Indiana Pacers' Hill grabs the ball after he was fouled by Miami Heat's James as Miami's Chalmers and Wade look on during Game 2 of their NBA Eastern Conference final basketball playoff in Miami

LeBron James commits two costly turnovers in final minute of Game 2 loss to Pacers

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LeBron James won Game 1 against the Pacers in the final moments, with two drives to the basket for scores in the final 10 seconds of overtime.

To say he lost Game 2 in a similar manner would be overstating things a bit, but James did commit two turnovers on consecutive possessions with under a minute to play that ultimately led to the Pacers coming away with the 97-93 victory.

As you might imagine, Heat head coach Erik Spoelstra wasn’t willing to pile on his superstar for those late-game miscues afterward.

“It happens,” Spoelstra said. “They made two good defensive plays with deflections. I would run that again, if I had the opportunity again. So would LJ. That happens. You have to give them credit for the active hands.  The possession before, if the ball would have gotten to Ray, I think he would have had a very good, clean look at it.  And those are the breaks of the game.  We just have to be a little more efficient going down the stretch.

“We had more opportunities than those two, even in transition and a couple of the turnovers and a couple of the looks that we took weren’t necessarily our best opportunities.”

Miami did have additional chances, but obviously things get magnified over a game’s final few possessions. James tried to explain from his perspective what went wrong as he tried to make plays down the stretch.

“First one, Ray came to set a pick‑and‑roll in the first one, and David West basically just put his hands up and he was able to get his hands on the ball,” James said. “A little careless on my part obviously.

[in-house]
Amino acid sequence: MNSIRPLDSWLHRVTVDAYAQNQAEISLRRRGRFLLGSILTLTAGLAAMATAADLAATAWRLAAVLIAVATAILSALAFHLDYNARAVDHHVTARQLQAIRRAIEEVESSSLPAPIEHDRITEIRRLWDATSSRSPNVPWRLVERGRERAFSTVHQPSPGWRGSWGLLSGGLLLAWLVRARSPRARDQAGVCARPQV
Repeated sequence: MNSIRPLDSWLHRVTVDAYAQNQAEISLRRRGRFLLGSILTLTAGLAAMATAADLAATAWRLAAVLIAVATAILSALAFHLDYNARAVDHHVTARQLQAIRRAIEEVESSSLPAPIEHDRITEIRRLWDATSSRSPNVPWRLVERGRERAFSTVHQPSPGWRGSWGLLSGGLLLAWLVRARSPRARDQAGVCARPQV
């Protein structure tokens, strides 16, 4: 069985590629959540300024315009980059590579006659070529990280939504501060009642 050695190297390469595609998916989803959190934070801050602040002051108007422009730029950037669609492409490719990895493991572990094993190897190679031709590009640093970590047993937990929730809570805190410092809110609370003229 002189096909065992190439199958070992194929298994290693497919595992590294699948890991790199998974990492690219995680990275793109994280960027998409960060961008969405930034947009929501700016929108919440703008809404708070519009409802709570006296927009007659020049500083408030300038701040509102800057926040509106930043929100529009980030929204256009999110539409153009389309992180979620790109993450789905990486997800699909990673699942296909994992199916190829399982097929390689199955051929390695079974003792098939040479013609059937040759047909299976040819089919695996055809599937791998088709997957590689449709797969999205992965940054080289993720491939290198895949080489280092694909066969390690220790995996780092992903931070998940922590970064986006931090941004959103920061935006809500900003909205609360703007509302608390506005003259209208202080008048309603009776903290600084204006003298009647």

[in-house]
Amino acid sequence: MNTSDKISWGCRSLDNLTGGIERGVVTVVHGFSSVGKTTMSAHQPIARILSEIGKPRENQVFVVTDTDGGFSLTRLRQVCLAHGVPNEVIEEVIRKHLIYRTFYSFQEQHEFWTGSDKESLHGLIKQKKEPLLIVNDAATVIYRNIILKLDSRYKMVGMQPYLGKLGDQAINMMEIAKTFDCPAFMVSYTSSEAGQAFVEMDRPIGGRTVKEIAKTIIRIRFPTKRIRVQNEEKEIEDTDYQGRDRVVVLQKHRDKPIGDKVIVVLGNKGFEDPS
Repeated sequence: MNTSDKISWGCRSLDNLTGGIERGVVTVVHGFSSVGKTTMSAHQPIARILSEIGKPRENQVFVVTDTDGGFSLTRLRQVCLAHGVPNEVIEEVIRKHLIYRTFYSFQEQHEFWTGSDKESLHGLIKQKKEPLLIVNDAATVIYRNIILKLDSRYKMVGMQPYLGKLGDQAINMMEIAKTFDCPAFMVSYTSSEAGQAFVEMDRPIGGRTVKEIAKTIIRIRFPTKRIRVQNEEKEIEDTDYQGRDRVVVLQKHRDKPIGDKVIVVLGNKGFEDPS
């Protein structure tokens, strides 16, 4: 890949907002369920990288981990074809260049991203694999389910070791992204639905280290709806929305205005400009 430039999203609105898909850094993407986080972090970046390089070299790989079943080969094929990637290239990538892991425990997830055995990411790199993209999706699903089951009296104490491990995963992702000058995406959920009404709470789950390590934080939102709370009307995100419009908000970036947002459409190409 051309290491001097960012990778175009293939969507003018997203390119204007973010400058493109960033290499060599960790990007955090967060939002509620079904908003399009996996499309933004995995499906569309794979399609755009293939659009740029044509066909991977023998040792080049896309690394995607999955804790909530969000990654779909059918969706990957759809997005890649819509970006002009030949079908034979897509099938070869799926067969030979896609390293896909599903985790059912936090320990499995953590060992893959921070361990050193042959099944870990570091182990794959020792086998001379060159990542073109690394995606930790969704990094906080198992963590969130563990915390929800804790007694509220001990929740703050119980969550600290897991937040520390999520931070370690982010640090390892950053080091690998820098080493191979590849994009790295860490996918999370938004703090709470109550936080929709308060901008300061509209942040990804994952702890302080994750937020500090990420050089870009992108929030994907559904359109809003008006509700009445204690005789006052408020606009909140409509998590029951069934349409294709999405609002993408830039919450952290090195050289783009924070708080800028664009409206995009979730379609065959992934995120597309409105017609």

“And then the second go‑round, I was able to get in the lane, I spun and I seen Ray once again wide open and I was careless once again.  I had the lane for Ray.  I maybe should have jump‑passed it over the top.  I tried to throw it through the lane, and they was able to get the hand on it again. Can’t happen in that situation. Especially being down two in a big game.”

The second possession was particularly interesting, since it featured Pacers big man Roy Hibbert defensively. Much was made of Hibbert being benched late in overtime of Game 1, but he was there this time. And with Chris Bosh on the strong side where James chose to drive, Hibbert was able to be there to help, which forced James to try to kick it back out instead of trying to make a difficult finish over two defenders.

James finished with an amazing statistical line of 36 points on 14-of-20 shooting, to go along with eight rebounds, three assists, and three steals. But the five turnovers is what he’ll focus on more than anything else as the series shifts to Indiana for the next two games, and while James wasn’t happy with his performance, he promised to atone for his costly mistakes.

“Very disappointing, of course, for me,” James said. “That’s the first thing I always look at on the stat sheet is my turnovers. I had two key ones at a big point of the game. I am very disappointed in my judgment and my plays down the stretch. But I’ll make up for them.”

Joel Embiid shows off custom “Trust the Process” shoes on Snapchat